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Rare Pokemon planted in Fukushima to lure tourists back; catch a Pokemon in the game, get radiation poisoning in real life

Pokemon Go

(NaturalNews) Japanese government officials have partnered with Niantic, the maker of the blockbuster smartphone game Pokemon Go, in an effort to try and draw tourists back into regions affected by the 2011 Fukushima nuclear meltdowns.

Niantic has agreed to highly appealing Pokemon Go attractions in the Iwate, Miyagi and Fukushima prefectures, which were all affected by the 2011 earthquake and tsunami. It has also agreed to do the same in Kumamoto prefecture, in the country's south, which suffered from several large earthquakes in April.

Fukushima Daiichi Nuclear Power Plant operator, Tokyo Electric Power, continues to suffer setbacks in its ongoing efforts to clean up the nuclear disaster. A much-vaunted "ice wall," designed to keep radioactive groundwater from flowing out of the plant, is supposedly 99 percent complete, yet water flow has barely slowed. And scientists admit that the melted-down reactor cores remain inaccessible, and cleanup of the plant itself may be decades away.

TEPCO objects to Pokemons being placed in radiation zones

Pokemon Go is played by "catching" virtual Pokemons at real-world locations; a player's phone vibrates when a Pokemon is nearby. A player can throw a "PokeBall" to attempt to capture a Pokemon. Pokemons can then be trained and fight against other players' Pokemons at special locations called "PokeGyms."

Under Niantic's partnership with the four prefectures, game designers will add extra PokeGyms to the areas, as well as PokeStops where players can find valuable game items. Niantic has also agreed to place a higher than usual frequency of rare Pokemons in the four prefectures.

Fukushima tourism promotion officials say that 90 percent of the prefecture lies outside of the radiation exclusion zone, and that visiting these areas is completely safe. But TEPCO recently had to reprimand Niantic for placing Pokemons at the actual site of the Fukushima Daiichi plant. The power company has asked Niantic to refrain from placing any Pokemons within the radiation-affected areas of Fukushima.

Play with caution

Radiation poisoning isn't the only risk unwary players run when playing the global hit game. Unsuspecting users have been known to place themselves in physical danger, in at least one case literally walking off a cliff while searching for Pokemon.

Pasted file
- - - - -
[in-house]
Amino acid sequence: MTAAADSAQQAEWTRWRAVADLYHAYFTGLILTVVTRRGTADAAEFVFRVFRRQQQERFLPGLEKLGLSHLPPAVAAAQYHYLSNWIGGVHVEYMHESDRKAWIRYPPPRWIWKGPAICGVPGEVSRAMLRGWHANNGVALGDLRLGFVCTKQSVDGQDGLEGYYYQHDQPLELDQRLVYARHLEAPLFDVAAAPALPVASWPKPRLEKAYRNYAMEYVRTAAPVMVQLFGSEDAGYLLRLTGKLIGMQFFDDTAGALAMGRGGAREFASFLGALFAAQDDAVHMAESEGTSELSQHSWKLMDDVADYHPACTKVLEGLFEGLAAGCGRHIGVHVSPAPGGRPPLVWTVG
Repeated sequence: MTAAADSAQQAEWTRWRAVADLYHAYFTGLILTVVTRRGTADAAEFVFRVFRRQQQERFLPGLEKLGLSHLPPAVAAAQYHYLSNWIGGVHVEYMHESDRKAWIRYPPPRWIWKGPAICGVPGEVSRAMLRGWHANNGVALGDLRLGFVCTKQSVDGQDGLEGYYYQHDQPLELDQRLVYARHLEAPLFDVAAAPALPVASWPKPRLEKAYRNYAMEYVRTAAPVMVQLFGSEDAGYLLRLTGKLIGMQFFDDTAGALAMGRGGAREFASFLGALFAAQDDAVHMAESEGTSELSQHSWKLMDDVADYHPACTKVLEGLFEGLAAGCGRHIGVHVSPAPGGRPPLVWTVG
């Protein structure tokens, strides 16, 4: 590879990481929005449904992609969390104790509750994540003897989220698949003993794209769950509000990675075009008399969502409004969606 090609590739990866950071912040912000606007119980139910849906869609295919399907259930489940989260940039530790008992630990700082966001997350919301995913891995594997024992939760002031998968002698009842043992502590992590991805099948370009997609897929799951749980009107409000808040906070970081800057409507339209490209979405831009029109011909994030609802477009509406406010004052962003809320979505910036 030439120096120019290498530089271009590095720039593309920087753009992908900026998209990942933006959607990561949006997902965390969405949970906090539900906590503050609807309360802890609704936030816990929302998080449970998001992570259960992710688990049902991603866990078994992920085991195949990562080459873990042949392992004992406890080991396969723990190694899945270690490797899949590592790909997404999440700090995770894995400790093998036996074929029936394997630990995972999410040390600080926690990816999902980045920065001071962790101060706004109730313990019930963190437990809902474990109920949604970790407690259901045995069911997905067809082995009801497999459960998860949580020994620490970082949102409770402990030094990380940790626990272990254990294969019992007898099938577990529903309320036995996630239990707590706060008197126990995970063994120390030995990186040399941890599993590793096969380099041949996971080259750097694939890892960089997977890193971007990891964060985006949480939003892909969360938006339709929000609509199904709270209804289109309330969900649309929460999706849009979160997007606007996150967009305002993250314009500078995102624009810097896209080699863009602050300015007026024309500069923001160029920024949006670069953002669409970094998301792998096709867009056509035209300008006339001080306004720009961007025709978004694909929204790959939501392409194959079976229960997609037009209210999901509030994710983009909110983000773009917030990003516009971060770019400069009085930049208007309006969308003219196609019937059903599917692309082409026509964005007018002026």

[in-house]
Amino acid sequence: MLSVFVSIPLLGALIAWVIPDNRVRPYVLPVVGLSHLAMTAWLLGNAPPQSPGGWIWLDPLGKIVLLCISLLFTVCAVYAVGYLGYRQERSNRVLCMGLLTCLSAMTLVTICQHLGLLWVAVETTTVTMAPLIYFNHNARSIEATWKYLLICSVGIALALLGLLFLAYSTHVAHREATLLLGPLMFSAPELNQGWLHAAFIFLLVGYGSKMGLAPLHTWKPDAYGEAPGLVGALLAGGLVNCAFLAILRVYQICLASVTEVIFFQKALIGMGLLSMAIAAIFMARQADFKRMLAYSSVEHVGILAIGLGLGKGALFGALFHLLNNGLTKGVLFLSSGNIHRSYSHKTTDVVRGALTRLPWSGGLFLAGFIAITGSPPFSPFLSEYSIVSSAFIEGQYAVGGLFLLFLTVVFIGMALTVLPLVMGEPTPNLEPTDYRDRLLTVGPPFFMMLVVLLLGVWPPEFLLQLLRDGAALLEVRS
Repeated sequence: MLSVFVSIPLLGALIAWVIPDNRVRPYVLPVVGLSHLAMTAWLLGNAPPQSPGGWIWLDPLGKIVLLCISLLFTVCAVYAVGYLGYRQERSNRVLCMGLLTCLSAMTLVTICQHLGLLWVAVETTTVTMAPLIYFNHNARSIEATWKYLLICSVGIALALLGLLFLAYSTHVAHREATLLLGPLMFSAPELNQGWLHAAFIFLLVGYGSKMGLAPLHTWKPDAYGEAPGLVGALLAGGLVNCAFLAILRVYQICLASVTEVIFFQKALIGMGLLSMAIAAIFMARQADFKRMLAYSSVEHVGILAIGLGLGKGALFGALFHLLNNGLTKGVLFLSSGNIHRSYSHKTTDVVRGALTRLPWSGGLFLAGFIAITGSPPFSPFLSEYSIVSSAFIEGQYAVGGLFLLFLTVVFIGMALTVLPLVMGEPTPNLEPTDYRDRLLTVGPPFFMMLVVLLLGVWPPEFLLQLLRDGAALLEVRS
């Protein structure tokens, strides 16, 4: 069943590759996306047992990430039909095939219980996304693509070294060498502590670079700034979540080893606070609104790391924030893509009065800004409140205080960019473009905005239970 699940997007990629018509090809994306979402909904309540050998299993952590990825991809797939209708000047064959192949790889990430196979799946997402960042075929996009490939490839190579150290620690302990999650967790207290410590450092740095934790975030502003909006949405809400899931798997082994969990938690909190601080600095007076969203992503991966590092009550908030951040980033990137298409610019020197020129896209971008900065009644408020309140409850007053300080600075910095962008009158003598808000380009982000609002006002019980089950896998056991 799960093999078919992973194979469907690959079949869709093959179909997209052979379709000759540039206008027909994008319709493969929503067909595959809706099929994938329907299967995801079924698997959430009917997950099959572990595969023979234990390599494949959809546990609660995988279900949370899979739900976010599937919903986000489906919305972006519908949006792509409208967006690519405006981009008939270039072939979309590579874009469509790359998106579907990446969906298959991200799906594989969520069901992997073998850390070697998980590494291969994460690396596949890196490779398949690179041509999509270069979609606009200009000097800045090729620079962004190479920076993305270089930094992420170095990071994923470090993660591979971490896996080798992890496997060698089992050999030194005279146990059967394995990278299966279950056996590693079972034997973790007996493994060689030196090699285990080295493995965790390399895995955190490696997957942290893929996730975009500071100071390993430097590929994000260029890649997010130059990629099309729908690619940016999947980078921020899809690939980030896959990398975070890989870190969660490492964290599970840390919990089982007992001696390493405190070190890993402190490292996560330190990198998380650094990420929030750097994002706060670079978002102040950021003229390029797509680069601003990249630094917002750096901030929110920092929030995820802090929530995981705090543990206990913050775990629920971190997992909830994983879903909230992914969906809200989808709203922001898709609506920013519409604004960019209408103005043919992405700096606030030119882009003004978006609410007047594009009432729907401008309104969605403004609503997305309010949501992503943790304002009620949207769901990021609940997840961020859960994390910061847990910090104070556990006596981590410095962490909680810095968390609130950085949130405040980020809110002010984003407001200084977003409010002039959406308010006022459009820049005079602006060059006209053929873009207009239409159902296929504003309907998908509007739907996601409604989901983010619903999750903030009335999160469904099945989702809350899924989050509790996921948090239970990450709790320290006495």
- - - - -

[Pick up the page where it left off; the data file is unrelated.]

In July, security bloggers warned that the game's Terms of Service allowed Niantic to access users' entire Google accounts, including email, calendars, photos and documents. The company claimed that the agreement was unnecessarily broad and would be modified, because the game only needed access to player's Google profiles, not their entire accounts.

But privacy advocates warned that the case illustrated how users of online software may be signing away more than they know when they click "accept" on this and other apps.

"A number of these games are not only making money on the front end by selling you the game or things within the game, they're also collecting data about your habits and what you're doing on your phone, and selling that to third-party marketers," said Andrew Storms, vice president of security services at security company New Context. "You're pretty much giving the rights to all your information to this company."

Security experts have also warned that Niantic reserves the right to store and use information on your location – which it tracks whenever you are playing the game (and possibly at other times, as well). Its privacy policy makes it clear that it is free to hand this information over to law enforcement or even private parties at its own discretion, if it decides you might be engaged in unethical activities.

Niantic is also permitted to share players' non-identifying information – including movement patterns – with other companies for "research and analysis, demographic profiling, and other similar purposes."

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